Though T.G.A. is relatively rare — it affects about five people in 100,000 in the general population — given her specialty Dr. Brockington said she sees one or two patients a week with T.G.A. Nearly all are over 50, and among older adults the incidence is more like 23 cases per 100,000 persons per year, with men and women affected equally.
As one patient, Frank McAndrew, a professor of psychology at Knox College in Galesburg, Ill., reported in Environmental Psychology, his wife became alarmed when he appeared disoriented and confused, and kept asking the same questions over and over again.
Dr. McAndrew wrote, based on his wife’s recall, “Each time I asked a question, I used exactly the same words, voice inflection, and hand gestures. I knew who I was, I knew who my wife was, and I knew who my dog was. The problem was that I could not put anything new into my memory or keep track of anything that had transpired more than a minute or two ago. It was as if my memory erased everything and reset every 90 seconds.” At the emergency room, all tests came back negative, and 24 hours later, he was back to normal.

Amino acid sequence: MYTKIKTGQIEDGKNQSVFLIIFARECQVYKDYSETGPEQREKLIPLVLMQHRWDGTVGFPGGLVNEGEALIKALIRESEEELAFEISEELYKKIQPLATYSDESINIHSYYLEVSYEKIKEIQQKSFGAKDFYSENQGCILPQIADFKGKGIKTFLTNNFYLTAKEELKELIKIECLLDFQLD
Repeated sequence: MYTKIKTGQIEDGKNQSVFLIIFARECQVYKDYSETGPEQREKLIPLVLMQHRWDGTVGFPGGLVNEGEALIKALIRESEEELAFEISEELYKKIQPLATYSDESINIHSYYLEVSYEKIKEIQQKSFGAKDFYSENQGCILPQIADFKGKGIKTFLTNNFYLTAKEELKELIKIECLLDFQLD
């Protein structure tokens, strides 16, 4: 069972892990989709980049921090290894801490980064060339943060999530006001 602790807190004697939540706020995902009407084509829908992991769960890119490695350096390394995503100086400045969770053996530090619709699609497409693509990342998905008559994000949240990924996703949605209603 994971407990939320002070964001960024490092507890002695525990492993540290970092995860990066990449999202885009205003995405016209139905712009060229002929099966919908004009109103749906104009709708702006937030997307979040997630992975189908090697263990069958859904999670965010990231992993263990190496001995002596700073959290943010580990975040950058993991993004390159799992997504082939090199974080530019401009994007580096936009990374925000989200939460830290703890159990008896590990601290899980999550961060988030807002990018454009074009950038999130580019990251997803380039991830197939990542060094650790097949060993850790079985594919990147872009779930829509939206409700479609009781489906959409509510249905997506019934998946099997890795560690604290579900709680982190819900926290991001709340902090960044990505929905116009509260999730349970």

[Read more about people’s experiences with transient global amnesia, or T.G.A.]
“When T.G.A. happens to people, it’s more terrifying to the people around them,” Dr. Brockington said. “Later, after the event is over and they can’t retrieve the lost memories, it’s more terrifying to the patients. They need to know they have to let it go — their brain wasn’t recording at the time.” No matter how hard they may try, there’s nothing in their memory bank to be recalled.